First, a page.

A day of UN-led talks between delegates from Libya failed to reach agreement on a constitutional framework to hold elections as planned in December, the UN said.
The United Nations Support Mission in Libya said participants at Wednesday's meeting, held via videoconference, discussed four proposals, the contents of which were not disclosed.
“A final decision on the constitutional basis” for legislative and presidential elections would be taken at the next meeting, UNSMIL said, without giving a date.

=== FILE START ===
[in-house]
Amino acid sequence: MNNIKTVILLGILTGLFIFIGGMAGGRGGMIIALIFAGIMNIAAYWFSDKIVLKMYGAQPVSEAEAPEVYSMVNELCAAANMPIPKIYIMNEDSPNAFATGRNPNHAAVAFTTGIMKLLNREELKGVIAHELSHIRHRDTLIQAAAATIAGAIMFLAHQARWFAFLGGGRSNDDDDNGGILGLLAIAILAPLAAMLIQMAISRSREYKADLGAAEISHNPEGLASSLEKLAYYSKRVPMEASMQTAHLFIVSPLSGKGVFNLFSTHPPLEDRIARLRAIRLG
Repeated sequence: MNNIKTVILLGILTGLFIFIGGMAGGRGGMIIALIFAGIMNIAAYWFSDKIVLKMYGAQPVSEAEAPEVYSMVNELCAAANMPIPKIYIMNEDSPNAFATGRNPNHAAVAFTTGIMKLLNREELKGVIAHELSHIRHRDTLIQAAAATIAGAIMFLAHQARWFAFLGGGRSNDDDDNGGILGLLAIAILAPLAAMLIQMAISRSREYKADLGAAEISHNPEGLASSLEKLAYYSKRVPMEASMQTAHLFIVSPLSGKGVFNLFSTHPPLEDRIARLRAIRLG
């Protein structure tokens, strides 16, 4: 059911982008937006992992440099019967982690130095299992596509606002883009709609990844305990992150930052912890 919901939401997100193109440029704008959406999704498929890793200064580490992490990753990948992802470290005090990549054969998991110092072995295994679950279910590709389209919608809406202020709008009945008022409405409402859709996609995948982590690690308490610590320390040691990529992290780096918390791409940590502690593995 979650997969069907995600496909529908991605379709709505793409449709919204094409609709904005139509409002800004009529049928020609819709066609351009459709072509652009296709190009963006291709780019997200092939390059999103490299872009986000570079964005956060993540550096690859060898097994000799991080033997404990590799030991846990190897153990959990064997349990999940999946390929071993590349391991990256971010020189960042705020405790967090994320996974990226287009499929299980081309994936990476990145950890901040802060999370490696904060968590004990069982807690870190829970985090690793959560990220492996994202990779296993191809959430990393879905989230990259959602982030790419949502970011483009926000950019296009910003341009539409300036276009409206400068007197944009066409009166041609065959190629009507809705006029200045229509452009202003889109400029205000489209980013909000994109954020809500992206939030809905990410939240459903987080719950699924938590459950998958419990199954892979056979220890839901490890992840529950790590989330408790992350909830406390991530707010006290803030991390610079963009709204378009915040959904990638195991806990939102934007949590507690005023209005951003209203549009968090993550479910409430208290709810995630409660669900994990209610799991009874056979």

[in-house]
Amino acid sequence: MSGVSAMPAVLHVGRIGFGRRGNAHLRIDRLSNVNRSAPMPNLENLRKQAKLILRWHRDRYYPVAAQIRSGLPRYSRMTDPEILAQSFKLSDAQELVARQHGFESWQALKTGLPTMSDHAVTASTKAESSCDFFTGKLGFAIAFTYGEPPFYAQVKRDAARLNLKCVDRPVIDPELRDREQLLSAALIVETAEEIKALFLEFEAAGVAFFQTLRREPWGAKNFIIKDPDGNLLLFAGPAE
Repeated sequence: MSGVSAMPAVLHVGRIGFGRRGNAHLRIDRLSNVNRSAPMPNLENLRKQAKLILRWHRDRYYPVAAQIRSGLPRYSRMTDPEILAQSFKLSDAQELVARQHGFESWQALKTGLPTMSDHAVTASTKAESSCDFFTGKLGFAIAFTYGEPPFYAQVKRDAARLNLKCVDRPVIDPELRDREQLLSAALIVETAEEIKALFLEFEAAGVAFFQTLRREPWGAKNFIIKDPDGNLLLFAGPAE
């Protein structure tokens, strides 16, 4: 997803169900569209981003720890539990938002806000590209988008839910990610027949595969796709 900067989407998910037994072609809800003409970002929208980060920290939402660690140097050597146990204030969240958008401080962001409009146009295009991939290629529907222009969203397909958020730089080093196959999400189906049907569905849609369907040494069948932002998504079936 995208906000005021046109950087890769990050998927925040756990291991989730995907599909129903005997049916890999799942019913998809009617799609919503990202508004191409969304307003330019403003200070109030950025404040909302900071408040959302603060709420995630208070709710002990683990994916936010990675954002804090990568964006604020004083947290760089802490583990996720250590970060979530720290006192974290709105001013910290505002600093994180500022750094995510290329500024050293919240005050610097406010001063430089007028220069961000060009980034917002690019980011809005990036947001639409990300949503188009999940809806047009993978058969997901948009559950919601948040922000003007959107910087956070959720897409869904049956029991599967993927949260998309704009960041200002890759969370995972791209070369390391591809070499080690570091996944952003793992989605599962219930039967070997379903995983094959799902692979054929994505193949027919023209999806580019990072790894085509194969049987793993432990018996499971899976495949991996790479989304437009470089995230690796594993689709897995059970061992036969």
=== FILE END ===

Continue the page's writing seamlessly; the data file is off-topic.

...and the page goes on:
The talks came six weeks after the failure of negotiations held in Switzerland between the 75 participants from all sides gathered for the Libyan Political Dialogue Forum.
UNSMIL acknowledged the failure of that session after four days, amid a lack of consensus.
Oil-rich Libya was plunged into chaos after dictator Muammar Qaddafi was toppled and killed in a 2011 Nato-backed uprising.
Two rival administrations later emerged, backed by a complex patchwork of militias, mercenaries and foreign powers.
Under a UN-backed ceasefire agreed last October, an interim administration was established in March to prepare for polls on December 24.
The deal was widely hailed as “historic” at the time, but divisions have since resurfaced, raising doubts that elections will go ahead as planned.